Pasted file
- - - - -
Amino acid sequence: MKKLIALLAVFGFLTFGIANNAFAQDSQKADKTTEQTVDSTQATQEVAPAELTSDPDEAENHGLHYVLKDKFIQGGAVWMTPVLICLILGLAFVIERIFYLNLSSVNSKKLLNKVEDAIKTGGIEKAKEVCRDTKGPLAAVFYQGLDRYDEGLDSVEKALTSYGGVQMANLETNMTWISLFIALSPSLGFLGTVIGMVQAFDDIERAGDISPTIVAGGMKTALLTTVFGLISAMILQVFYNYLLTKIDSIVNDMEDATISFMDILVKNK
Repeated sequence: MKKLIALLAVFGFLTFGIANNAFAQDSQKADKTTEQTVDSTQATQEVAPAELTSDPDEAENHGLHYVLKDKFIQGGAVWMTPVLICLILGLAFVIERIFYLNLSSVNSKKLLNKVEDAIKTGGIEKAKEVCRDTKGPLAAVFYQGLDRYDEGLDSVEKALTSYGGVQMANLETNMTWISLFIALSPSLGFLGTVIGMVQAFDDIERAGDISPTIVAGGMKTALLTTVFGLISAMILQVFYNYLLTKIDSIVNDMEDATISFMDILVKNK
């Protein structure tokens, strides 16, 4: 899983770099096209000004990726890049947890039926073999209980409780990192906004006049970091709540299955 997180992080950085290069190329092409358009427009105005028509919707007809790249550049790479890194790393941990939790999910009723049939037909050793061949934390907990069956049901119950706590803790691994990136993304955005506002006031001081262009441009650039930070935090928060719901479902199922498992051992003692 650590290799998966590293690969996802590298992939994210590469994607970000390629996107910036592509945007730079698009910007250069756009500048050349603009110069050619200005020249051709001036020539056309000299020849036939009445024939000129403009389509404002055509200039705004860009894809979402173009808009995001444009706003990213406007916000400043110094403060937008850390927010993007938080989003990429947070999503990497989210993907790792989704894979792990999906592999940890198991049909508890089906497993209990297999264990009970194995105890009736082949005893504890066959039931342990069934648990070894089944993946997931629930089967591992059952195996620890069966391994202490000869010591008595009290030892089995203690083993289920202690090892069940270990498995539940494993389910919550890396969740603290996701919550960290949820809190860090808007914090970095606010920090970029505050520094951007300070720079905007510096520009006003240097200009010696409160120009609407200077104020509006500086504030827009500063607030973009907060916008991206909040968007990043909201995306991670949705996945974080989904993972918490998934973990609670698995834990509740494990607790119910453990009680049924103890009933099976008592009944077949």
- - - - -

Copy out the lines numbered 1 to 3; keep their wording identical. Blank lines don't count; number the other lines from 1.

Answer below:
Amino acid sequence: MKKLIALLAVFGFLTFGIANNAFAQDSQKADKTTEQTVDSTQATQEVAPAELTSDPDEAENHGLHYVLKDKFIQGGAVWMTPVLICLILGLAFVIERIFYLNLSSVNSKKLLNKVEDAIKTGGIEKAKEVCRDTKGPLAAVFYQGLDRYDEGLDSVEKALTSYGGVQMANLETNMTWISLFIALSPSLGFLGTVIGMVQAFDDIERAGDISPTIVAGGMKTALLTTVFGLISAMILQVFYNYLLTKIDSIVNDMEDATISFMDILVKNK
Repeated sequence: MKKLIALLAVFGFLTFGIANNAFAQDSQKADKTTEQTVDSTQATQEVAPAELTSDPDEAENHGLHYVLKDKFIQGGAVWMTPVLICLILGLAFVIERIFYLNLSSVNSKKLLNKVEDAIKTGGIEKAKEVCRDTKGPLAAVFYQGLDRYDEGLDSVEKALTSYGGVQMANLETNMTWISLFIALSPSLGFLGTVIGMVQAFDDIERAGDISPTIVAGGMKTALLTTVFGLISAMILQVFYNYLLTKIDSIVNDMEDATISFMDILVKNK
């Protein structure tokens, strides 16, 4: 899983770099096209000004990726890049947890039926073999209980409780990192906004006049970091709540299955 997180992080950085290069190329092409358009427009105005028509919707007809790249550049790479890194790393941990939790999910009723049939037909050793061949934390907990069956049901119950706590803790691994990136993304955005506002006031001081262009441009650039930070935090928060719901479902199922498992051992003692 650590290799998966590293690969996802590298992939994210590469994607970000390629996107910036592509945007730079698009910007250069756009500048050349603009110069050619200005020249051709001036020539056309000299020849036939009445024939000129403009389509404002055509200039705004860009894809979402173009808009995001444009706003990213406007916000400043110094403060937008850390927010993007938080989003990429947070999503990497989210993907790792989704894979792990999906592999940890198991049909508890089906497993209990297999264990009970194995105890009736082949005893504890066959039931342990069934648990070894089944993946997931629930089967591992059952195996620890069966391994202490000869010591008595009290030892089995203690083993289920202690090892069940270990498995539940494993389910919550890396969740603290996701919550960290949820809190860090808007914090970095606010920090970029505050520094951007300070720079905007510096520009006003240097200009010696409160120009609407200077104020509006500086504030827009500063607030973009907060916008991206909040968007990043909201995306991670949705996945974080989904993972918490998934973990609670698995834990509740494990607790119910453990009680049924103890009933099976008592009944077949």